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Wildlife Photographer of the Year shines a light on the environment

Wildlife photography exhibit at RBCM features the best of the best
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A photo of the Bingham Canyon Copper Mine near Salt Lake City Utah by Garth Lenz is on display at the Royal B.C. Museum as part of the Wildlife Photographer of the Year exhibit, opening Friday. GARTH LENZ, WILDLIFE PHOTOGRAPHER OF THE YEAR

WILDLIFE PHOTOGRAPHER OF THE YEAR

Where: Royal B.C. Museum, 675 Belleville St.

When: March 1-June 2

Admission: Included with regular museum admission ($18 adults; $11 seniors/students/youth; children five and under free)

MIKE DEVLIN

Times Colonist

When the Royal B.C. Museum opens its new exhibit on Friday, it will be an illuminating experience for thousands of museumgoers — in more ways than one.

Wildlife Photographer of the Year will occupy the majority of the museum’s third floor until June 2, giving thousands of guests the opportunity to view the work of top photographers in an entirely new light. The travelling annual exhibit, developed and produced by the Natural History Museum in London, England, gets special treatment when it arrives at the Victoria institution, which takes the unusual step of presenting the 100 selected images backlit using lightbox technology.

“It brings the photographs to life,” said Tracey Drake, CEO of the Royal BC Museum. “It provides an opportunity to really illustrate the power of the photography. I’ve seen [the exhibit] in other organizations, and it feels flat. This is incredible, and because of the impact of these images and the stories they tell — climate change, environmental conservation — the backlighting helps them leap off the wall.”

The museum made a bigger investment in the exhibit this year by purchasing the lightboxes it rented during previous years. Drake said the museum is committed to staging the exhibit “for many years to come,” which made the purchase a shrewd one heading into its 10th instalment of Wildlife Photographer of the Year.

“The reason why a lot of the other organizations that take this exhibit do not do it in this way is because of the cost,” she said. “You acquire the exhibition, but if you want everything that goes with the technology, it’s extra to rent [the lightboxes] and extra to ship them. So it’s a commitment. But we’ve always bought into that because we felt it was a better experience for the museumgoer.”

The exhibition meets at the intersection of photography, science and art. The photos, culled from more than 45,000 international entries each year, represent some of the best of the world, which puts pressure on the institutions selected to host the exclusive exhibit. As such, the images on display are printed overseas, on a transparent, synthetic material known as Duratrans for quality purposes.

When backlit with a light source, the imagery is illuminated with staggering clarity, according to Victoria’s Garth Lenz, who is among the participating photographers this year.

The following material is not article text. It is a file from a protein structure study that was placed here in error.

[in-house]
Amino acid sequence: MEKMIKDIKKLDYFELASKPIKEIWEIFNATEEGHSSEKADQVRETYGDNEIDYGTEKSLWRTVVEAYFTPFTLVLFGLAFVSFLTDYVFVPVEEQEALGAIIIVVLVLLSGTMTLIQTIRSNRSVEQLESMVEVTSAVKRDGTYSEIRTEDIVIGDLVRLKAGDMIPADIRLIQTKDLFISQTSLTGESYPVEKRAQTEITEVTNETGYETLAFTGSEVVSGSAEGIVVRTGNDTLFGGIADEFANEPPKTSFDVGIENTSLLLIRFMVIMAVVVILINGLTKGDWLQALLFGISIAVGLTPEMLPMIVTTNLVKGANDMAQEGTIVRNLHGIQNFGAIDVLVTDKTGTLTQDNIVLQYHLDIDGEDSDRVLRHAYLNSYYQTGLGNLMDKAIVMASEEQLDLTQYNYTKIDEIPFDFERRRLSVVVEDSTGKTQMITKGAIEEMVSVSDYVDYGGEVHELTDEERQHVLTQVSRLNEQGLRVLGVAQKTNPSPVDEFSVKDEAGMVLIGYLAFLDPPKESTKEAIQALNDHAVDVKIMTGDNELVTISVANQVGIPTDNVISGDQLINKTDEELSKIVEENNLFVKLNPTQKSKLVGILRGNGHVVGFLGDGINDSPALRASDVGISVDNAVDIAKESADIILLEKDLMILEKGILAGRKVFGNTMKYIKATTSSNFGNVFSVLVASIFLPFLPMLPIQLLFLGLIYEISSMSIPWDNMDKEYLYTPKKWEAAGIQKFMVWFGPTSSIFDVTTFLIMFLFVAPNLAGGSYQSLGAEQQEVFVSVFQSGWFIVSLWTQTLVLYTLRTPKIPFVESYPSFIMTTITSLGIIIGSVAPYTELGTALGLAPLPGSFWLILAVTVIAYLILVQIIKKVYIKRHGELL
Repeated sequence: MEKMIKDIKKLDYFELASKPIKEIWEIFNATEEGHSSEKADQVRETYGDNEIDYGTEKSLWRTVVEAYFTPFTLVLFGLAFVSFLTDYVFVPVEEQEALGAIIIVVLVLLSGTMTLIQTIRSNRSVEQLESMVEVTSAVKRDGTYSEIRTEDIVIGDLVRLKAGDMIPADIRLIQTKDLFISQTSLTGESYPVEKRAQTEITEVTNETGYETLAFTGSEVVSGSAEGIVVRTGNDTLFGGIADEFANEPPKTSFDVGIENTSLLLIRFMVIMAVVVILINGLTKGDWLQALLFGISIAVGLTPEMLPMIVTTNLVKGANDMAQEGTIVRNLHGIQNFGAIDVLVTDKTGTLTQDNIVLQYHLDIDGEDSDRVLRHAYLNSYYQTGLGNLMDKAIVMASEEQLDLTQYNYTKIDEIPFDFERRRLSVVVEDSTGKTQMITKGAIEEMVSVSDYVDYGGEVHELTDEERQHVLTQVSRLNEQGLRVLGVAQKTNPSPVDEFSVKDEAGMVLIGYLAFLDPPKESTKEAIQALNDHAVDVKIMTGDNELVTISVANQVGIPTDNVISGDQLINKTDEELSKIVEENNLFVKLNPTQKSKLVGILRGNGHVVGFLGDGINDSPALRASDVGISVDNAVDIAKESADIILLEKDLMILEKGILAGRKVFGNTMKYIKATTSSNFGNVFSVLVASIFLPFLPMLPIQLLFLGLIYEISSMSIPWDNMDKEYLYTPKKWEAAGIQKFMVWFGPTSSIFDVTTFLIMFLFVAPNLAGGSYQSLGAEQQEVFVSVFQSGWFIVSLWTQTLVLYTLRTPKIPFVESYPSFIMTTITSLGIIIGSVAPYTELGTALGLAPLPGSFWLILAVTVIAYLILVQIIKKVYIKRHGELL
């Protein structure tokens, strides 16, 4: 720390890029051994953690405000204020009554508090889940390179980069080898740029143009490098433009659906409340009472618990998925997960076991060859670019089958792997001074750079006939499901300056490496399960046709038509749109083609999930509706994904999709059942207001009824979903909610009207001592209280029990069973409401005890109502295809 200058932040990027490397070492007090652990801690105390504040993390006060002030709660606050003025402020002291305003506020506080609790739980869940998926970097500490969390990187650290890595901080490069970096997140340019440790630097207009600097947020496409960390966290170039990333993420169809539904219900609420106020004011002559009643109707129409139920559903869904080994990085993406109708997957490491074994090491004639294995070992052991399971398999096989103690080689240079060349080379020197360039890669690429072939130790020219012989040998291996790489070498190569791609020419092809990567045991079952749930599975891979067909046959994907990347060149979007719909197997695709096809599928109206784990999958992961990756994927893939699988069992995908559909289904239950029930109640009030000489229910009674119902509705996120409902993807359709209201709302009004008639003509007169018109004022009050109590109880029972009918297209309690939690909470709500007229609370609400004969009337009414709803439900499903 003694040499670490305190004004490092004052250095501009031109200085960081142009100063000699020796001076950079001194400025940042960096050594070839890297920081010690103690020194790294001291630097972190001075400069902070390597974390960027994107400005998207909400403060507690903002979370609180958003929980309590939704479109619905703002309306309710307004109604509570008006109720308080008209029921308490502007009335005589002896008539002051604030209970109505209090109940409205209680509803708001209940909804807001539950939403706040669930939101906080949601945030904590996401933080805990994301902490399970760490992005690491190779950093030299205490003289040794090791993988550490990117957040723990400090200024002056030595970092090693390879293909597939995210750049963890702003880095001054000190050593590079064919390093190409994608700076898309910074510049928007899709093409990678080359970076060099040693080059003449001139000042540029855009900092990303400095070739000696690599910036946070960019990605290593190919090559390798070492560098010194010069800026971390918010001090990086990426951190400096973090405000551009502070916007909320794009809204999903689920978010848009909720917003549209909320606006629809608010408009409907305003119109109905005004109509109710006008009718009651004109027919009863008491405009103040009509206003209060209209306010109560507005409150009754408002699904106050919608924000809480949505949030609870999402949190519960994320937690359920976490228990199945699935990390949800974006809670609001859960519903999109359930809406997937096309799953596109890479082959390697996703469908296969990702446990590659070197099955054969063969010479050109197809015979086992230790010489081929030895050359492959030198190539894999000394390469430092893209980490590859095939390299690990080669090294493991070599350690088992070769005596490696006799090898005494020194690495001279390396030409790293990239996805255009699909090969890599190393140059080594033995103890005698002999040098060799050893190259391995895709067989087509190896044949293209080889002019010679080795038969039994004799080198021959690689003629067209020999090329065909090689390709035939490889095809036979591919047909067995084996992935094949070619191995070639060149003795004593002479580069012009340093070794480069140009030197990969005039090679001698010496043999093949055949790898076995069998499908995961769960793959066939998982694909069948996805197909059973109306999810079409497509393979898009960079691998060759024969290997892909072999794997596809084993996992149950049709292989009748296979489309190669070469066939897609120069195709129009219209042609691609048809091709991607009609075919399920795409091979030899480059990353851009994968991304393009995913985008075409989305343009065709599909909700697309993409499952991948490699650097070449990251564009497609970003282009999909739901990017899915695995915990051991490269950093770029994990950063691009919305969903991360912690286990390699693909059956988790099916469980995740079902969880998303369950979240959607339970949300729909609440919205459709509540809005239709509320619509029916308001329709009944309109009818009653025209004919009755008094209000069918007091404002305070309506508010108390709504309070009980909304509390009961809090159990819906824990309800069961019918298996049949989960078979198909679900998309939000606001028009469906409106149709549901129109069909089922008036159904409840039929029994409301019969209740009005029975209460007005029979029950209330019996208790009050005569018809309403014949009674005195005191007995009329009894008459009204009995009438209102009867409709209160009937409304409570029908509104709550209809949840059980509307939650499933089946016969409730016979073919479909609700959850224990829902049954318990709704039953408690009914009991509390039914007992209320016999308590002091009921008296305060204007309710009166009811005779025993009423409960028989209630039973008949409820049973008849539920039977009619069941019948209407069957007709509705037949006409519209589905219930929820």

When presented in this manner, the work of Lenz, Mark Williams of Jordan River (who has two photos in the exhibit), and the remaining photographers seems digitally manipulated. But nothing could be further from the truth, according to Lenz.

“You have to send the judges your original file, because they are looking for a number of things. For instance, if you did a lot of the things you’re not supposed to do — such as goose the image in Photoshop, or crop something out — they can tell that immediately.”

Lenz has been involved with the exhibit twice previously, and never takes the opportunity for granted. To have his work showcased alongside “the best of the best” is a wonderful opportunity for the local landscape photographer, whose work has appeared in numerous newspapers and magazines, including Time, The New York Times, Esquire, and The Guardian.

Wildlife Photographer of the Year gives him the chance to learn about new photographers and reconnect with established ones. “If you’ve been doing this for a while, and making the rounds from time to time, as I have, you end up knowing lots of people,” he said. “I probably know 10 or 15 of the photographers.”

Mark Williams of Jordan River has two photos in the exhibit, featuring an Arctic fox in one photo and beluga whales in the other (Williams, whose photos were taken in Nunavut, was said to be in Antarctica this week and was not available for comment.)

Lenz’s photo — an aerial shot of the Bingham Canyon Copper Mine near Salt Lake City, Utah — features no animals, which is acceptable per the contest’s rules. The photos in the exhibit need only showcase the diversity of the natural world, wildlife or otherwise. His image of the largest open excavation on Earth certainly qualifies.

The photo is one of the last to capture the mine it its former state; two landslides, which occurred months after the image was shot, cratered a massive section of the mine, resulting in the largest non-volcanic slide in North America’s modern history.

The environmental impact of such a site, which poses a significant health risk to wildlife and human populations in the area, pushed Lenz’s image into the category of photojournalism, which is one of the foundations of the exhibit.

“Some of the photography is quite jarring because it’s telling the story of where we are as a society,” Drake said. “But if you understand the language that comes with the photographs, and the language behind the image itself, these are really important stories to tell. It helps you understand the issues of climate change and global warming.” mdevlin@timescolonist.com